Anxiety Mood.  2019 Oct;15(2):61-67. 10.24986/anxmod.2019.15.2.61.

From the Onset of Panic Symptoms to Getting to a Psychiatric Treatment : The Change by Improved Public Awareness of Panic Disorder in Korea

  • 1Department of Psychiatry, St. Vincent's Hospital, College of Medicine, The Catholic University of Korea, Suwon, Korea.
  • 2Department of Psychiatry, Soonchunhyang University Seoul Hospital, College of Medicine, Soonchunhyang University of Korea, Seoul, Korea.
  • 3Department of Psychiatry, Samsung Medical Center, College of Medicine, Sungkyunkwan University of Korea, Seoul, Korea.
  • 4Department of Psychiatry, Uijeongbu St. Mary's Hospital, College of Medicine, The Catholic University of Korea, Uijeongbu, Korea.
  • 5Department of Psychiatry and Institute of Behavioral Science in Medicine, College of Medicine, Yonsei University of Korea, Seoul, Korea.
  • 6Department of Psychiatry, Kangbuk Samsung Hospital, College of Medicine, Sungkyunkwan University School of Korea, Seoul, Korea.
  • 7Department of Psychiatry, CHA Bundang Medical Center, School of Medicine, CHA University of Korea, Seongnam, Korea.
  • 8Department of Psychiatry, Chonbuk National University Medical School, Jeonju, Korea.
  • 9Department of Psychiatry, School of Medicine, Kyungpook National University, Daegu, Korea.
  • 10Department of Psychiatry, Inje University Haeundae Paik Hospital, Busan, Korea.
  • 11Department of Psychiatry, Sanggye Paik Hospital, Inje University College of Medicine, Seoul, Korea.
  • 12Department of Psychiatry, Seoul St.Mary's Hospital, College of Medicine, The Catholic University of Korea, Seoul, Korea.


This study aimed to investigate the general process from the symptom onset to the psychiatric treatment in Korean panic patients and the effect of improved public awareness on it.
This study has a retrospective design. The subjects were the new patients with panic disorder who visited the psychiatric outpatient clinic in twelve university-affiliated hospitals all across Korea. The medical chart was reviewed retrospectively and the data were collected including chief complaints of symptoms, recent stressors, the time to visit the psychiatric outpatient clinic, and visit of other departments and diagnostic approaches for their symptoms.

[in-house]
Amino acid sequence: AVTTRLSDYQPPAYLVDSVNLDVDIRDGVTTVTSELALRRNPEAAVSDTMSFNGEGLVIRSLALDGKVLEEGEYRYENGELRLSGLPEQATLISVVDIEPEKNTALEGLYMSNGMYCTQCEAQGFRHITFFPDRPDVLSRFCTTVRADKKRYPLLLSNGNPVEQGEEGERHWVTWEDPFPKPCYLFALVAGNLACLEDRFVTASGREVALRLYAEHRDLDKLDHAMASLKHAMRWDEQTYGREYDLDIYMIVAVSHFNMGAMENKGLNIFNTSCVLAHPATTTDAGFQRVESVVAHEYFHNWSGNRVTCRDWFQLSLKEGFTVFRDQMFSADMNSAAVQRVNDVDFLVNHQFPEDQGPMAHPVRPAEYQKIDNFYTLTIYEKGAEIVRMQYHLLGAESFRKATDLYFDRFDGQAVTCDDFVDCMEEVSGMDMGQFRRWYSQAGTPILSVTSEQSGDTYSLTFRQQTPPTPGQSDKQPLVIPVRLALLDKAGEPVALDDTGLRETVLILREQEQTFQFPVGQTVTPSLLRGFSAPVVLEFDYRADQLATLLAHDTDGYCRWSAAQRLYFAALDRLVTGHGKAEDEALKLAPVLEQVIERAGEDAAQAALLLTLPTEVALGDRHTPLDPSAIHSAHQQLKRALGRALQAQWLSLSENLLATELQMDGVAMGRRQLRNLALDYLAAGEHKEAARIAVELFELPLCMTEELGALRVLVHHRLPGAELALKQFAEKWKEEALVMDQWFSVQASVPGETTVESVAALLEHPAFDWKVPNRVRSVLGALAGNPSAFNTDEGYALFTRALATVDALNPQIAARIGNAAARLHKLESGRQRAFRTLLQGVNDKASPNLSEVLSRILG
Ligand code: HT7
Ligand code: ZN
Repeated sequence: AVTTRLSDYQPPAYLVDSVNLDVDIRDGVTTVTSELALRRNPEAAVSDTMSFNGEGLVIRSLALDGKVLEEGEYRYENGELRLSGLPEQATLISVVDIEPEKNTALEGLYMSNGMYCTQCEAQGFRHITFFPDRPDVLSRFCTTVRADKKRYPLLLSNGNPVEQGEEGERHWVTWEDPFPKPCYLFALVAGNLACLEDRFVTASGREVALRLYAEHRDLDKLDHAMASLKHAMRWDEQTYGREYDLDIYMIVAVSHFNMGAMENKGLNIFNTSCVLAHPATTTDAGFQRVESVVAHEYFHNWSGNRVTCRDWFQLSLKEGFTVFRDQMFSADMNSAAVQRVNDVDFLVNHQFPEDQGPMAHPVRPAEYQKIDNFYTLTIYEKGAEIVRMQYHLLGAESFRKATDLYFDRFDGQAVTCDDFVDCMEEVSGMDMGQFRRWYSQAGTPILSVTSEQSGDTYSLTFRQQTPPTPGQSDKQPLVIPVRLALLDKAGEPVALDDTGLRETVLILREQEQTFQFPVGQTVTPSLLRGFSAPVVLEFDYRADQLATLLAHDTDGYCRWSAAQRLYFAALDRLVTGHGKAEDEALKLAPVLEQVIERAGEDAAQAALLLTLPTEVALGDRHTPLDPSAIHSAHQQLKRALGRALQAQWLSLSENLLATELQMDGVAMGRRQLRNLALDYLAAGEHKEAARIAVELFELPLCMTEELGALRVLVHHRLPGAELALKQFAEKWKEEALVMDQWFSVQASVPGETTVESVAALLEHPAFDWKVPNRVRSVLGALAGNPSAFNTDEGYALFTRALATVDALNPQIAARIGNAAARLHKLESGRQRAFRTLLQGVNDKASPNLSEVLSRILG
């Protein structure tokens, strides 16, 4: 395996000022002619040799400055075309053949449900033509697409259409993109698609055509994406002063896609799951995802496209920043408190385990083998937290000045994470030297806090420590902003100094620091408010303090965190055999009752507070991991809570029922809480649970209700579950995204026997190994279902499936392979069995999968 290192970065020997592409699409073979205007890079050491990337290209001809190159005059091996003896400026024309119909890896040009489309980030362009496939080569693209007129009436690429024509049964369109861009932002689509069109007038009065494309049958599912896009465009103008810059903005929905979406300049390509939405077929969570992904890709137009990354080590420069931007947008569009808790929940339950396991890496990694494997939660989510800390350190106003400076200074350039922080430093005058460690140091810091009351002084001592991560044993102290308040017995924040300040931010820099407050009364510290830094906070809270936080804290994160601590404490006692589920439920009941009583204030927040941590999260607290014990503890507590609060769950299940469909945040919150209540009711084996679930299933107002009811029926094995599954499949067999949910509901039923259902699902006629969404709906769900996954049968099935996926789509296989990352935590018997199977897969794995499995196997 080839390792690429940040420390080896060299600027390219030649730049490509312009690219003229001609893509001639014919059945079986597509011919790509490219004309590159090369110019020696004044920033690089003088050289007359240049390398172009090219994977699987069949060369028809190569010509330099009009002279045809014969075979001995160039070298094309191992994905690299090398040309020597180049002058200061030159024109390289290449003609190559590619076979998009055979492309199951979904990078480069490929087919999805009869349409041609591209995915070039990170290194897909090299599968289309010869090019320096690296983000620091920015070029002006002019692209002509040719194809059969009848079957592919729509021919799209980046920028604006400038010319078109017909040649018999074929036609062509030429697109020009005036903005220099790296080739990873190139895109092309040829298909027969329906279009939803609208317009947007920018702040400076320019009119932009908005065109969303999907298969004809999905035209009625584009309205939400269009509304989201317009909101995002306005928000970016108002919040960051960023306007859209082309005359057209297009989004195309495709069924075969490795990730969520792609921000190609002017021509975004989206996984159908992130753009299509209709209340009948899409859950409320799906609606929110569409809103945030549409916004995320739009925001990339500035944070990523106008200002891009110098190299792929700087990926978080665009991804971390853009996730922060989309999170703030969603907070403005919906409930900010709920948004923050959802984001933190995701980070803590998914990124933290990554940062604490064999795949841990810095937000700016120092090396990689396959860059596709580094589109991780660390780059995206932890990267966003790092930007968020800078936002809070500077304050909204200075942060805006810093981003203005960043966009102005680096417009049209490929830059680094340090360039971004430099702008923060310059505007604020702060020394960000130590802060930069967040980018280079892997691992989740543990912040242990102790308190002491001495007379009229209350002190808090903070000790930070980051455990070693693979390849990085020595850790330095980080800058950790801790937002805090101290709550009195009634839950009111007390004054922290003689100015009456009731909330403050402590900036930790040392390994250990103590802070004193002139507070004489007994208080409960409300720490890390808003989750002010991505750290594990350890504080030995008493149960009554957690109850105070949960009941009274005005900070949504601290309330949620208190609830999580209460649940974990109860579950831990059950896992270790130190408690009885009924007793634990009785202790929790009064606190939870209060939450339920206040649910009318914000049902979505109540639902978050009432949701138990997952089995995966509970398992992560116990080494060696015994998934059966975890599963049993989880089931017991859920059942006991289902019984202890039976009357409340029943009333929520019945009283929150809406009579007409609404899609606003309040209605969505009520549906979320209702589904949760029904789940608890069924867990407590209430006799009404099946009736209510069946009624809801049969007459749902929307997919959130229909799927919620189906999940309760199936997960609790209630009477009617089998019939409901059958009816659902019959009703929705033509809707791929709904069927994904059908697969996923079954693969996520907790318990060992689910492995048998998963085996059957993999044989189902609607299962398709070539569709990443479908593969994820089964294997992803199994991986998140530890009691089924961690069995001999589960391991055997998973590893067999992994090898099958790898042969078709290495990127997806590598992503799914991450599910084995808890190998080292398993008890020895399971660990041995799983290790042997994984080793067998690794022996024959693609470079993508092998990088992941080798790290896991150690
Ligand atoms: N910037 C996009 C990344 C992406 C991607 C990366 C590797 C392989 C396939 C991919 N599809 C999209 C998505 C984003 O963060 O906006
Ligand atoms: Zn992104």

A total of 814 participants were included in the study. The most common department other than psychiatry the panic patients visited were cardiology (28.3%), general internal medicine (16.0%) and neurology (11.4%). The most frequently used diagnostic tests were a echocardiography (17.9%), 24-hour Holter monitoring (11.2%), and brain MRI (8.2%). Only 37.3% of participants visited psychiatric clinic directly. About 80% of participants visited psychiatric department within 1 year after their first panic symptoms and it took 13.8±13.7 weeks on average. Comparing before and after 2012, the number of participants increased who visit directly the psychiatric clinic without visiting other departments (p=0.002) and without visiting emergency room (p<0.001).
Our results suggest that a substantial number of patients visit departments other than psychiatry when they experience first panic symptoms. However, most patients begin psychiatric treatment within 1 year after their first symptoms and the number of patient are increasing who visit psychiatric department directly without visiting other departments.


Panic disorder; Public awareness; Psychiatric treatment; Korean patients
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